I've decided to teach you folks how to fry fish--Mississippi Delta juke joint and honky tonk style. You'll learn how to mix the batter and even how to make hushpuppies. So pay attention. Here we go. . . .
Notice the pots on Carolina's stove. They're cast iron, the best for frying fish. The oil doesn't burn as easily as with aluminum.
Look at the oil in the pots. Notice that it covers the fish. Especially in the background pot, you can see the oil boiling and bubbling. It's hot. Some reckless Delta folks, before they start frying fish, check the temperature of their oil by dropping a kitchen match in the oil. If the match ignites, the oil is hot enough. That's dangerous and dumb, so don't do it unless you want to burn down your house. Cooking oil is flammable.
I mentioned that foolish method of checking cooking oil temperature just to give you an idea of how hot you need to get your oil. Here's how I check it: watch the oil and wait until it starts to roll. If you can catch it about 2 minutes before it begins a rolling boil and catches on fire and burns down your house, you've caught it just right. After it starts to roll, ease in a piece of battered fish. If that piece of battered fish causes a chemical reaction-like rolling boil around the piece of fish, you're on your way to some mighty fine eating. Ease more fish in the pot.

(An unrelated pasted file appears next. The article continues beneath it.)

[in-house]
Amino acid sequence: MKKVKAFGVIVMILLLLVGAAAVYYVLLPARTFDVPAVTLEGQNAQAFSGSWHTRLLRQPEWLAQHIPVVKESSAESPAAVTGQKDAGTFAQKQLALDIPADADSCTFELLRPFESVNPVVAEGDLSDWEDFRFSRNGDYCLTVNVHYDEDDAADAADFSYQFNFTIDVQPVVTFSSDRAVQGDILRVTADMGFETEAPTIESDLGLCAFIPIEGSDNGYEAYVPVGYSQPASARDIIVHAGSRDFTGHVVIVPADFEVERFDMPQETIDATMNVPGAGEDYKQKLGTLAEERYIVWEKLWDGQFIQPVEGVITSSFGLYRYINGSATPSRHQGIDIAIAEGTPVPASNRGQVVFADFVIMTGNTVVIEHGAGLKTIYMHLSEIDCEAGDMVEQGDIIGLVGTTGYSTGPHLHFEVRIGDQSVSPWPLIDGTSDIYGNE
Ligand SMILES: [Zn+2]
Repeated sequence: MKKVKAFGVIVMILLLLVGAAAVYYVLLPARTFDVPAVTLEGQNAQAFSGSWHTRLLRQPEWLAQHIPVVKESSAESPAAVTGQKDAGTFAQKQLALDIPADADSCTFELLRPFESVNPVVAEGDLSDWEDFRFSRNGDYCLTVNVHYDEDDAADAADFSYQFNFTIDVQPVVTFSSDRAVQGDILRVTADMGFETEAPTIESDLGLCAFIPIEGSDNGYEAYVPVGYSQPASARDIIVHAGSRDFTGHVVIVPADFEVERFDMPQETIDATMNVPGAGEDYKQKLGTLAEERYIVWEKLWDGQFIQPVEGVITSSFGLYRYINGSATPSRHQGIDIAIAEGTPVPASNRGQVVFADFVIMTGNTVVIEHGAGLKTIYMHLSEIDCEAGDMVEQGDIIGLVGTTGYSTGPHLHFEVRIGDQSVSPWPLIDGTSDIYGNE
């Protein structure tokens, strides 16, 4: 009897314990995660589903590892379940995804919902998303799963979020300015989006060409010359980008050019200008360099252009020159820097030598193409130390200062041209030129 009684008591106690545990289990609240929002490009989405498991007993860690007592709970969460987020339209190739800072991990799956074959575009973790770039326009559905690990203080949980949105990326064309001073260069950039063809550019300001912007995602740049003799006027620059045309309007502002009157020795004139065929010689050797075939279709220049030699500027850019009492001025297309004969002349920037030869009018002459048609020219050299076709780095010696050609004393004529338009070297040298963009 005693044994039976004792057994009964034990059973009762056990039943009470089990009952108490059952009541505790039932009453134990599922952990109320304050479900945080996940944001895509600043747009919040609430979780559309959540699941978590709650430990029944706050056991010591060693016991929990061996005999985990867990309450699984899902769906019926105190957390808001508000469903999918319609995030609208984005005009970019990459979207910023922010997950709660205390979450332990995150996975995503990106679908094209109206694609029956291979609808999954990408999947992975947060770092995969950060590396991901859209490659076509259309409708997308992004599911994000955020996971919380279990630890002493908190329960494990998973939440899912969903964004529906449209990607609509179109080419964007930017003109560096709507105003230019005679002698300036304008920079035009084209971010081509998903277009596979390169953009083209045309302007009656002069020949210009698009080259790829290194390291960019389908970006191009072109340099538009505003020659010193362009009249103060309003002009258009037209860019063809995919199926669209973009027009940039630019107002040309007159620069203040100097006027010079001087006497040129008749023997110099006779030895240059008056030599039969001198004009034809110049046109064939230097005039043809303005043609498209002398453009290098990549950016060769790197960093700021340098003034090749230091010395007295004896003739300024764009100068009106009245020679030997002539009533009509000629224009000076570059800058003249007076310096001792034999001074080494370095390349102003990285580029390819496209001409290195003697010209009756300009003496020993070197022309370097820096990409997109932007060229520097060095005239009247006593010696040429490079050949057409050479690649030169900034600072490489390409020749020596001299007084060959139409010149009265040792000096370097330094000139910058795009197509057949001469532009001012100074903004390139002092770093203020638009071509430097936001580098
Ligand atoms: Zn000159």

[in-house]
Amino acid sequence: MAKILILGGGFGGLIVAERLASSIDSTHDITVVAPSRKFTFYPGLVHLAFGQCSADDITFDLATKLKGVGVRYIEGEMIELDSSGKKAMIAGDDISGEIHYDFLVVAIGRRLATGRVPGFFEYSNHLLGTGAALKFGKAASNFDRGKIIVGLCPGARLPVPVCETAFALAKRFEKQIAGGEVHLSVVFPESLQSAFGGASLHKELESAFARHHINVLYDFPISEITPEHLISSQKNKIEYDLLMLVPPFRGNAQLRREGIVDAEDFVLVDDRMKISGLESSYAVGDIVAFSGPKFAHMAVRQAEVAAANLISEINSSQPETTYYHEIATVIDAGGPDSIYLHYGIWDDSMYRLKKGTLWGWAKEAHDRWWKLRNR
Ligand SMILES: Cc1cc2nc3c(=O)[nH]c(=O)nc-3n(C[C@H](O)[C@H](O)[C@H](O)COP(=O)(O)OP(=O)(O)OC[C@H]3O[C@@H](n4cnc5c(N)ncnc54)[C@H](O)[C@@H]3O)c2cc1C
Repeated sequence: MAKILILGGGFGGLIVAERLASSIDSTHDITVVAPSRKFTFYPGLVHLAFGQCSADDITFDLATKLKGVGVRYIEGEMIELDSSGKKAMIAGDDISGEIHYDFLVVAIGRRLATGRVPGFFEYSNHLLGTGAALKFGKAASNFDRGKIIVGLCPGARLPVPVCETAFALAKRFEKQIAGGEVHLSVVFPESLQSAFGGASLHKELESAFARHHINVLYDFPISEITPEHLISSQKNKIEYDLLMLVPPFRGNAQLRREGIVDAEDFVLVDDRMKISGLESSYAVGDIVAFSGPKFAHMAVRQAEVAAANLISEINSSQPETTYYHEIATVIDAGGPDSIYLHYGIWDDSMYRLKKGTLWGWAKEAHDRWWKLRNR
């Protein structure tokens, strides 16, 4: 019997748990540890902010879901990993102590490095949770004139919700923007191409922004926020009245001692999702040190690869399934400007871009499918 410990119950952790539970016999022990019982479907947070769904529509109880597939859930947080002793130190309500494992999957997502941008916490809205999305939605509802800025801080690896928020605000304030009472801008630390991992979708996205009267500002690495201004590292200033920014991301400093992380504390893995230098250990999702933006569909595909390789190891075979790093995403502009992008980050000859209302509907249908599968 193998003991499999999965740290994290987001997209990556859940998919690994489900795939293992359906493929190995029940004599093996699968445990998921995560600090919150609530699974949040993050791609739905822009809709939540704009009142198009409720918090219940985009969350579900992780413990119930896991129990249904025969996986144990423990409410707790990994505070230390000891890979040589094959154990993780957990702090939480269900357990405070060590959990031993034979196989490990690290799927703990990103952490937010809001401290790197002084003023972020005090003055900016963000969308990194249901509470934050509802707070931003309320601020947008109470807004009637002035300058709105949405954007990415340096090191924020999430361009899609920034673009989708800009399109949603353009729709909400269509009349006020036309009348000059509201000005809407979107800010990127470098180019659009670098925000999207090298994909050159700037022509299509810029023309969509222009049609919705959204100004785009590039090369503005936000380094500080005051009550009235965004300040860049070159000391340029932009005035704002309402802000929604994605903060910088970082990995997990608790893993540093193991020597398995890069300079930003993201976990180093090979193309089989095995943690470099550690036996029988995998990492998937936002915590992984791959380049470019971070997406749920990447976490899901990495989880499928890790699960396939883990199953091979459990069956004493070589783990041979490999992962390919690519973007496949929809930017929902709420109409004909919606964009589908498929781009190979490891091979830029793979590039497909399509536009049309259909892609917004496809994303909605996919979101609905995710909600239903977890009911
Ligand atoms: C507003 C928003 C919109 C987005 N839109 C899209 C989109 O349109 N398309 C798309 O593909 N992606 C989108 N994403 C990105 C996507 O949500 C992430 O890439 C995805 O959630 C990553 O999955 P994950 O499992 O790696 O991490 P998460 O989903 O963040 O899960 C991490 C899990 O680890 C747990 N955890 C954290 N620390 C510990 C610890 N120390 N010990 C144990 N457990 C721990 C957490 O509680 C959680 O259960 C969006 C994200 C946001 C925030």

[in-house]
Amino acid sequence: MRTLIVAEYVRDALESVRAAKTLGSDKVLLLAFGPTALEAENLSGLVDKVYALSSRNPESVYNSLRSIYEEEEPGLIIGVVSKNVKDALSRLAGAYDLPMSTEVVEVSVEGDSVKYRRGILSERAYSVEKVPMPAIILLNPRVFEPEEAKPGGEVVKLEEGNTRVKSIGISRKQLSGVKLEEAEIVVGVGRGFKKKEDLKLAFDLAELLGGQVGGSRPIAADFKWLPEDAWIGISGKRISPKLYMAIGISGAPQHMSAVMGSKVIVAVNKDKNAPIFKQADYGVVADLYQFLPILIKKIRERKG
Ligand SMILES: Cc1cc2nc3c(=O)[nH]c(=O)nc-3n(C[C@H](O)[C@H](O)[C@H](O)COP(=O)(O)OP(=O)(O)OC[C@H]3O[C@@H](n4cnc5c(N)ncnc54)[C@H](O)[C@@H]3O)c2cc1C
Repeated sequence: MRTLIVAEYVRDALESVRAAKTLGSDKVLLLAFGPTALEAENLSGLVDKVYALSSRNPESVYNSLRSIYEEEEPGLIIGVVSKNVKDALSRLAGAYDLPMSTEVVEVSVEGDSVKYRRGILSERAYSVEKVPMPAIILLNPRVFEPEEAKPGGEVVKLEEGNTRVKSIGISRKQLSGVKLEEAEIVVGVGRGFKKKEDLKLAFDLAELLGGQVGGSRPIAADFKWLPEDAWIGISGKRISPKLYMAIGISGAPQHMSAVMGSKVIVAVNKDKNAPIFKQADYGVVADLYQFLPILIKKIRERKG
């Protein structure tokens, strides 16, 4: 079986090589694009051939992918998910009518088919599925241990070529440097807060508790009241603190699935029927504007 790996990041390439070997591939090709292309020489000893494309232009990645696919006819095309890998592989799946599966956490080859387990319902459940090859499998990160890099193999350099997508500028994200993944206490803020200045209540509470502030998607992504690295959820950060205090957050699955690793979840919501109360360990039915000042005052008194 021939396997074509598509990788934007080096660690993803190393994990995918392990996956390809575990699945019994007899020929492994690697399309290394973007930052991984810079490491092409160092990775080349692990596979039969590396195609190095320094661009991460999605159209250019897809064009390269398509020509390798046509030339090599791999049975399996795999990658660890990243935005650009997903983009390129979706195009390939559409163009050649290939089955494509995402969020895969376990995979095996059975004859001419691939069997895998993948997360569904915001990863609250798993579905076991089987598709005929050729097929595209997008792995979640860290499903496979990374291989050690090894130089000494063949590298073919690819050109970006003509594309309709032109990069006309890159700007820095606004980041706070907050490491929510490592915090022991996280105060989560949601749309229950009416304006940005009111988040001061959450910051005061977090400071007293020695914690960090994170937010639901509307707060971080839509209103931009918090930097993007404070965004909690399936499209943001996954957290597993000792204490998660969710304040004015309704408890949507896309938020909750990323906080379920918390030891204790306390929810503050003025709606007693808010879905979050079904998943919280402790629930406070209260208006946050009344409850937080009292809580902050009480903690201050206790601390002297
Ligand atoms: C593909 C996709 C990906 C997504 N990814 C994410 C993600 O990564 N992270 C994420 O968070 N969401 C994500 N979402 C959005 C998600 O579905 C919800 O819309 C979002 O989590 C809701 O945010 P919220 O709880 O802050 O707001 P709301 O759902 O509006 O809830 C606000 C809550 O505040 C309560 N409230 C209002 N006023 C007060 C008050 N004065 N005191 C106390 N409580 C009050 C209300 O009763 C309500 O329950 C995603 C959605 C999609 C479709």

Notice the nice brown color of the fish in both of Carolina's pots. It's almost done. When it's a golden brown color, it's done. Golden brown means take a piece out of the pot and test it. Test it means taste it. Just one cooking and you'll learn how to tell when it's done. I like mine well-done, crisp. The usual rule around where I cook fish is if anyone complains about the doneness of the fish, they do the cooking the next time.
If you want to experiment, substitute dill pickle juice for the milk. Around where I cook fish, we like to chop up some jalapeno peppers and put them in the hushpuppy mix. Use your own judgement. Again, don't try it on your first batch.
Don't forget beer because I don't want anybody to get sick and blame it on me.